SINGAPORE – During the past nine years of following the Tour de France, Merrill Chua, 23, would watch the race on television to observe the tactics of the front runners.
But to fully keep up with his favourite riders such as Edvald Boasson Hagen and Tony Martin, he had to rely on highlight reels posted on YouTube after the race.
This year, Chua, a third-year physics undergraduate at Nanyang Technological University, can track the performance of all cyclists at any point in the race through the new race centre website launched by NTT, technology partner of Tour de France organisers Amaury Sport Organisation.
It also provides key race data like weather conditions, live rider telemetry and other features like race commentary and race predictions.
These customised offerings illustrate one of the many ways organisers have enhanced fan experience this year. Unlike previous editions, when 12 million people usually gather along the 3,500km route, attendance for the start of this year’s tour was capped at 5,000 because of the coronavirus pandemic.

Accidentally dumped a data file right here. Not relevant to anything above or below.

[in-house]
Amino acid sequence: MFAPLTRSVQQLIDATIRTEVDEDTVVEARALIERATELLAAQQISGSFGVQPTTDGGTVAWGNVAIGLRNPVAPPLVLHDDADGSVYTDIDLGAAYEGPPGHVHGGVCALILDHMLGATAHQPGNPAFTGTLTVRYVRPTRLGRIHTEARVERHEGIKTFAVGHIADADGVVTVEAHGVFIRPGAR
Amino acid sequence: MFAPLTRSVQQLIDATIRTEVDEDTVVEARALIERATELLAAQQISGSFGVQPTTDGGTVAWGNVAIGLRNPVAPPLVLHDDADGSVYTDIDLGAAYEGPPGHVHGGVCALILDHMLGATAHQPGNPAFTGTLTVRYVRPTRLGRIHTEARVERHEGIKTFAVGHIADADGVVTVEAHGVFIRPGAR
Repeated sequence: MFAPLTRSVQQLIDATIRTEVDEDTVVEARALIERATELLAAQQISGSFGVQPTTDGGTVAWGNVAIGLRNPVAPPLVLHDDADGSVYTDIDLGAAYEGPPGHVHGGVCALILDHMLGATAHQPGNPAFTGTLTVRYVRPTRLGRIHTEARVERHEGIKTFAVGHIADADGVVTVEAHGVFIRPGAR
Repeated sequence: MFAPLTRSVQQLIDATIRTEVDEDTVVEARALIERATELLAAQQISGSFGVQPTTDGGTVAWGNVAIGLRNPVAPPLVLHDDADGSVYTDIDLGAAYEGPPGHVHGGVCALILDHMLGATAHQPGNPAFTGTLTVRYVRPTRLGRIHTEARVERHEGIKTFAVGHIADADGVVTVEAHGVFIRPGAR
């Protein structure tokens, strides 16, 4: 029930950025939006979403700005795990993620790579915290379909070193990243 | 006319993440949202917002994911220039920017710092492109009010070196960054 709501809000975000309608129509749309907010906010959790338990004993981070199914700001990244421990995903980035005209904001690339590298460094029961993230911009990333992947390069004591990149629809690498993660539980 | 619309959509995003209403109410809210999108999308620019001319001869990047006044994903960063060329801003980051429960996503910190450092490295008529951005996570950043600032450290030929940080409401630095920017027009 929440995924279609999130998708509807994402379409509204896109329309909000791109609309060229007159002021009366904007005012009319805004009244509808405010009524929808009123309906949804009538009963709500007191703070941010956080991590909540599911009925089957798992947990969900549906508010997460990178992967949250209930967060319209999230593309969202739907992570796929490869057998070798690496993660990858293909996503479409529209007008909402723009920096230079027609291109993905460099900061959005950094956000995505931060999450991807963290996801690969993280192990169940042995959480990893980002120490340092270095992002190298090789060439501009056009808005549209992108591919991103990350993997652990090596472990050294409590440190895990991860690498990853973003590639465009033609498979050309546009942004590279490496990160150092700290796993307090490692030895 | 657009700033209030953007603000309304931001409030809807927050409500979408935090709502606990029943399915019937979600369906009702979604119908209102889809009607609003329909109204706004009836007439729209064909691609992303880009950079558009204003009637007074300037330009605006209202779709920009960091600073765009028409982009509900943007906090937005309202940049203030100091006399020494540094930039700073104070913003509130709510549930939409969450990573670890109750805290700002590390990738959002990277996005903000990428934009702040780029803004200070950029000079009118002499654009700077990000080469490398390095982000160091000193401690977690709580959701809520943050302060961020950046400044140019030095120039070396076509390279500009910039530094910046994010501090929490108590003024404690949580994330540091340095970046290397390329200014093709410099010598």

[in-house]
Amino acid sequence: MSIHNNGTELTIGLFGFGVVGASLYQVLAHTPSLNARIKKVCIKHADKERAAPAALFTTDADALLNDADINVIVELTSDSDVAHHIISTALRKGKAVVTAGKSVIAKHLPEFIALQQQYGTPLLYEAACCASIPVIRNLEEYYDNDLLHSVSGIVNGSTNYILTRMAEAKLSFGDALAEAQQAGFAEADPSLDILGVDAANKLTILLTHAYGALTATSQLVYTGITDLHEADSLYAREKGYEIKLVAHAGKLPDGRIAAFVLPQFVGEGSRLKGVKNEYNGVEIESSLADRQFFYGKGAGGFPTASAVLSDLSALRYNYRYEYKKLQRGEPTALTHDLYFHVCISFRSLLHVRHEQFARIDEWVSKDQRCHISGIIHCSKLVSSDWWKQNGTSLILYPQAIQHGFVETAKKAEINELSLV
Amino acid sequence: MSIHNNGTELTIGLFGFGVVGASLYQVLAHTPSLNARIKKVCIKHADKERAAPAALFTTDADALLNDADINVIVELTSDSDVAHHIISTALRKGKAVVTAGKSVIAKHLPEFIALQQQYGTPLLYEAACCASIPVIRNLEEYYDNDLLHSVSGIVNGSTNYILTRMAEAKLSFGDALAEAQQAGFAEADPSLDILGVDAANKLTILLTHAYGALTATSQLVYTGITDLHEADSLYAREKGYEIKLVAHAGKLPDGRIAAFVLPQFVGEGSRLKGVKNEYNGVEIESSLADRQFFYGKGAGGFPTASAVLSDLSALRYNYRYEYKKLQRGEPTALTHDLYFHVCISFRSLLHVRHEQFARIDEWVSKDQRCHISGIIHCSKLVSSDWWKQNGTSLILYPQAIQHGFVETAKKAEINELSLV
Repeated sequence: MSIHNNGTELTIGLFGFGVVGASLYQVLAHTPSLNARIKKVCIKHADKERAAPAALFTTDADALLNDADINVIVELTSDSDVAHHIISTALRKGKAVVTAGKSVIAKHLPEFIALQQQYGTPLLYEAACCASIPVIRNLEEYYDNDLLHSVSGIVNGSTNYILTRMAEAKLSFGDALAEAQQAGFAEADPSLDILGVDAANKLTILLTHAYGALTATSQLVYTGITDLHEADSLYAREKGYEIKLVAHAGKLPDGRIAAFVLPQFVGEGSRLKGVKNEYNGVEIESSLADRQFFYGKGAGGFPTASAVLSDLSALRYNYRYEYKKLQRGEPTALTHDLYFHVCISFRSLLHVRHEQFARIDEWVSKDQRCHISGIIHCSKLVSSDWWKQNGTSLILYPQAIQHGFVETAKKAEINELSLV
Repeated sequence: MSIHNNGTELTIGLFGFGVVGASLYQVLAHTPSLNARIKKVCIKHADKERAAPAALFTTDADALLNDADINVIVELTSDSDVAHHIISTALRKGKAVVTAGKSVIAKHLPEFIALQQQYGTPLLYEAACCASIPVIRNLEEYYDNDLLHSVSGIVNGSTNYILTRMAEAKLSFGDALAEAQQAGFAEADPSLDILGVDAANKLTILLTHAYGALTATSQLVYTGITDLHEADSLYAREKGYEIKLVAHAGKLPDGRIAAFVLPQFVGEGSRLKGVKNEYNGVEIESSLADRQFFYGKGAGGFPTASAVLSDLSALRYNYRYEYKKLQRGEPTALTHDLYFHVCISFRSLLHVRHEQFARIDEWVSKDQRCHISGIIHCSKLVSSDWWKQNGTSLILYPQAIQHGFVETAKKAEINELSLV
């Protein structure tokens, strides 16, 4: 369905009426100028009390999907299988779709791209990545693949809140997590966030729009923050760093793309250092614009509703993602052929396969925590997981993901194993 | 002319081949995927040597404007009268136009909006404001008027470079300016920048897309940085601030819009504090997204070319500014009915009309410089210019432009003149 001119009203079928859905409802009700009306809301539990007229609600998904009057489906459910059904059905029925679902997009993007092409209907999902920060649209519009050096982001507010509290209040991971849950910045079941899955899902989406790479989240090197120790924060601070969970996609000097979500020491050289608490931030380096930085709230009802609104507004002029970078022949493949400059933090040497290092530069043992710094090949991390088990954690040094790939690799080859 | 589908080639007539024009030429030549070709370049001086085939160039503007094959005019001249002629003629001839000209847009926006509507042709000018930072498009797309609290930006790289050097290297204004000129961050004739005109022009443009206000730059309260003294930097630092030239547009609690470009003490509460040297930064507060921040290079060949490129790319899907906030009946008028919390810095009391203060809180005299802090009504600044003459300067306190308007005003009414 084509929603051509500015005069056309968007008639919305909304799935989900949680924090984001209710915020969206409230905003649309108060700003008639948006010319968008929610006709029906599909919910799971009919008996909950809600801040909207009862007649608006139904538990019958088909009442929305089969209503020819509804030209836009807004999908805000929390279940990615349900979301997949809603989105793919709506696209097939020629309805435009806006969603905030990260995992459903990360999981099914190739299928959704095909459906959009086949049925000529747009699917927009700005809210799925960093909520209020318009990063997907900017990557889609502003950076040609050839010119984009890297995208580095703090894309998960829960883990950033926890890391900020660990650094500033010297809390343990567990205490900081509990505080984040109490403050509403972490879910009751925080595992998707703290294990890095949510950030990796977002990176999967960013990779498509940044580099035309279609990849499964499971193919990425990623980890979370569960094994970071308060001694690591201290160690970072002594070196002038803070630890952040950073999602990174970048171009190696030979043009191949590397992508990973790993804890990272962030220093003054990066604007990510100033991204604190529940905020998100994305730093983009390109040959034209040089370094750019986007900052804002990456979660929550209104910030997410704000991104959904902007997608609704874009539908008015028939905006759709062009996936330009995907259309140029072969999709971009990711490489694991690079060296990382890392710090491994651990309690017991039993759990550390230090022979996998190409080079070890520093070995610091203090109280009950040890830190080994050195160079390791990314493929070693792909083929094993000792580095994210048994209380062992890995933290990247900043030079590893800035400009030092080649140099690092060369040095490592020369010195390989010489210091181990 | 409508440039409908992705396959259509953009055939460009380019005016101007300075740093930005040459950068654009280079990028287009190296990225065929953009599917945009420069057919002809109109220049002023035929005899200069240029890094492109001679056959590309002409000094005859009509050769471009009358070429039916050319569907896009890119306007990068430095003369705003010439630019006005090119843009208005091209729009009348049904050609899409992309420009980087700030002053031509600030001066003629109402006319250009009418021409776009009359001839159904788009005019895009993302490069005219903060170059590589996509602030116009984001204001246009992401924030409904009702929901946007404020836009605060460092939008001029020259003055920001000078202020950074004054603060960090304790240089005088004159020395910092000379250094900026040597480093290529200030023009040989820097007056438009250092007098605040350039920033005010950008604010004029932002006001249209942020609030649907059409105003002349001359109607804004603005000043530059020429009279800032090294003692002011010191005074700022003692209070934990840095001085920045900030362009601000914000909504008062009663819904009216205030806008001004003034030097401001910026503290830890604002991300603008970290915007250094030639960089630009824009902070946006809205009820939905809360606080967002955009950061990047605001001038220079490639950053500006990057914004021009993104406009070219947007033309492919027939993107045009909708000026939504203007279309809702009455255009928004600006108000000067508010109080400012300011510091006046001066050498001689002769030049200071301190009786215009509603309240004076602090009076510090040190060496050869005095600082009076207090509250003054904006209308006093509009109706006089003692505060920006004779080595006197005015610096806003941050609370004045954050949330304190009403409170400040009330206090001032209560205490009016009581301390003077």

On Friday (Sept 11), organisers said no spectators will be allowed at any of the finishes of the Tour’s stages. This year’s Tour started on Aug 29 and ends on Sept 20.
Chua, who represented Singapore in the 2015 UCI Road World Championships in the men’s junior categories, said: “Usually when I see the riders sprinting on TV, commentators will say what their speed is roughly but I want to know down to the decimal places their exact speed.
“This is very insightful especially for aspiring riders because you get to know these details and conditions and you can try to simulate them.
“Now fans can also see what’s going on behind the scenes and they will appreciate the sport even more because they understand how teams work.”
National cyclist Calvin Sim added: “This is a great way for fans to experience how intense the Tour de France is. I think not many other sports provide this kind of insight and data during competitions.”
Other enhancements include a new augmented reality app that allows 1,000 selected users to see the terrain in 3D with interactive live data.
Peter Gray, senior vice president of the advanced technology group for sport at NTT, said these digital platforms work in tandem with the television broadcast to enrich the fan experience.
He noted: “Fans can watch the broadcast on TV for the action and scenery while they’ve also got these platforms to give them more detailed data and highlights.
“The atmosphere of being at a huge event like the Tour de France with millions of people at the roadside is not something you can ever completely replicate in the virtual world.
“But we can give the best possible view of everything happening in the race in data.”
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